Rock Dassie


Rock Dassie - now known as Rock Hyrax (Procavia capensis)


What is a Dassie?
The Dassie - now known as the Rock Hyrax is a medium-sized terrestrial mammal native to Africa and the Middle East. It is the African elephant's closest living relative, in spite of the size difference. This close evolutionary relationship is deduced from similarities in the structure of the feet and teeth.


What do Dassies eat?
The Rock Hyrax feeds on vegetation matter. It is a mixed feeder, but prefers grass when available during rainy seasons. However, during dry periods, it will consume any plant material available. Plants considered highly toxic and aromatic, mosses and liver-worts can be utilized by dassies during periods of drought stress.

©Nigel Dennis


Young are born during early summer after a gestation period of seven months. Some females can conceive before they are a year old. Litters normally vary from two to three young. One dominant male monopolises up to 17 females in a harem group. Solitary mature males live on the periphery of such harems.


Rock Hyrax like basking in the sun on large rocks, particularly during mornings and late afternoons. Rock Hyrax are heavily prayed upon by eagles, Caracal and Leopard.

Where Rock Dassie Are Found

As indicated by the vernacular name, Rock Dassie preferred habitat is rocky area's throughout Southern Africa. Rock Hyrax are agile tree dwellers where large trees occur near cliff faces.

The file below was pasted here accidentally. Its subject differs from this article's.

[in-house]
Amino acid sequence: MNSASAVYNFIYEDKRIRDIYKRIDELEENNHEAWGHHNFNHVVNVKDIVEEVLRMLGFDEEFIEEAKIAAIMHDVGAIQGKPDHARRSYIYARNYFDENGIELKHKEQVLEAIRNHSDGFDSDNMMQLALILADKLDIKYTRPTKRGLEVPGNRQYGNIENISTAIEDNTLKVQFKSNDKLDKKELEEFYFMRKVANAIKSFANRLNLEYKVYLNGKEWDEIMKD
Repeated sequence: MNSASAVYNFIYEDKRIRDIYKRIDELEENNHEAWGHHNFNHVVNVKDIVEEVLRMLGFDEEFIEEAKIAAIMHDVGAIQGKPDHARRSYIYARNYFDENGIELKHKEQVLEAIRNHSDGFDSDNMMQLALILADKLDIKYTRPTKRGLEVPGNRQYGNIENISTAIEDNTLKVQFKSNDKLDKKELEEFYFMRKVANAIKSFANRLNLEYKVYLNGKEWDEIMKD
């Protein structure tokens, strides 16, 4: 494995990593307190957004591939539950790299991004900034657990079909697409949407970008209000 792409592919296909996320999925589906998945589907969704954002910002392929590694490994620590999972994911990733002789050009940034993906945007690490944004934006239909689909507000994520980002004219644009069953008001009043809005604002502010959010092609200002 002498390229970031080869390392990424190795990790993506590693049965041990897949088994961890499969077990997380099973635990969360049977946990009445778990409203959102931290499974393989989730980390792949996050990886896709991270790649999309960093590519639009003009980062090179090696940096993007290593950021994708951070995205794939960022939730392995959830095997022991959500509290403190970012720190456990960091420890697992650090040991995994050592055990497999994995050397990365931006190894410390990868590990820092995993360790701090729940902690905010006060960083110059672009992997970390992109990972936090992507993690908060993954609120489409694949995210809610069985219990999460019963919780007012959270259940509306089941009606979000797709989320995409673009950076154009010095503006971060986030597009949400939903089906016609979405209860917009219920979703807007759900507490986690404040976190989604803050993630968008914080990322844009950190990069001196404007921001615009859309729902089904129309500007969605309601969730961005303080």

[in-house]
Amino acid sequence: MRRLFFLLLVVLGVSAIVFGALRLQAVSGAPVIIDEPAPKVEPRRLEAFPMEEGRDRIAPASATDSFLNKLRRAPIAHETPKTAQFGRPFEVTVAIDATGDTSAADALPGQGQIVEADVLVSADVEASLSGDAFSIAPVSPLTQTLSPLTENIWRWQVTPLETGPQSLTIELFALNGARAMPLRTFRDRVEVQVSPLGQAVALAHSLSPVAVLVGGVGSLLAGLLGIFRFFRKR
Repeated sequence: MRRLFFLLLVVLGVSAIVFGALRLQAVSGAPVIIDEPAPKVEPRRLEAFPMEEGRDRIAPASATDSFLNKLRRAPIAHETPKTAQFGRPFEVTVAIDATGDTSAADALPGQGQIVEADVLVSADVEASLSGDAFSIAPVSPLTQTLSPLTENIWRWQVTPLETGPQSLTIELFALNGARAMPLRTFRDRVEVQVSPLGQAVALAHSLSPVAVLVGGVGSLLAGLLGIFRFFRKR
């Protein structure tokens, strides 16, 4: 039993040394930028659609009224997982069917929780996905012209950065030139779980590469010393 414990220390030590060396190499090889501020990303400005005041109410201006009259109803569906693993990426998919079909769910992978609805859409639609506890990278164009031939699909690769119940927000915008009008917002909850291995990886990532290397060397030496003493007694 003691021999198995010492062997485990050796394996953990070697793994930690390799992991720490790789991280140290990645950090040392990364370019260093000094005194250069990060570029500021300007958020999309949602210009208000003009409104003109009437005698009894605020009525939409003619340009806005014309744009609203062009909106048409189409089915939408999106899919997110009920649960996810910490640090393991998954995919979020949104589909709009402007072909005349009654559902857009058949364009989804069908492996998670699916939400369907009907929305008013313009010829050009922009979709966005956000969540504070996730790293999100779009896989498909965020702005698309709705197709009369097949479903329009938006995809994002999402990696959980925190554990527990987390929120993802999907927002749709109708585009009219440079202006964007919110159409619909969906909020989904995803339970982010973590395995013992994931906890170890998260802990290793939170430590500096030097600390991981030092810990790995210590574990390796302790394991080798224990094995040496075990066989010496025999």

©Karl Svendsen

Vital Statistics

Latin Name
Procavia Capensis
Weight (Female)
2,5 - 4,2 kg
Weight (Male)
3,2 - 4,7 kg
Length (Female)
55 cm
Length (Male)
55 cm
Gestation Period
8 months
No of Young
1 - 6
Sexual Maturity
17 months
Birth Weight
165 - 230 g
1 - 6 young are born in September/October and March - April after a gestation period of ± 7 months.

Spoor Description

Has 4 toes on the front feet and 3 toes on the hind-feet. The toes all have nails, except the inner toe of the hind-foot, which has a curved grooming claw. The soles of the feet are naked, the skin thick and padded with glandular tissue which keeps the surface permanently moist to increase traction. This enables it to negotiate steep and smooth rock faces or to climb trees with agility.
Kruger National Park - South African Safari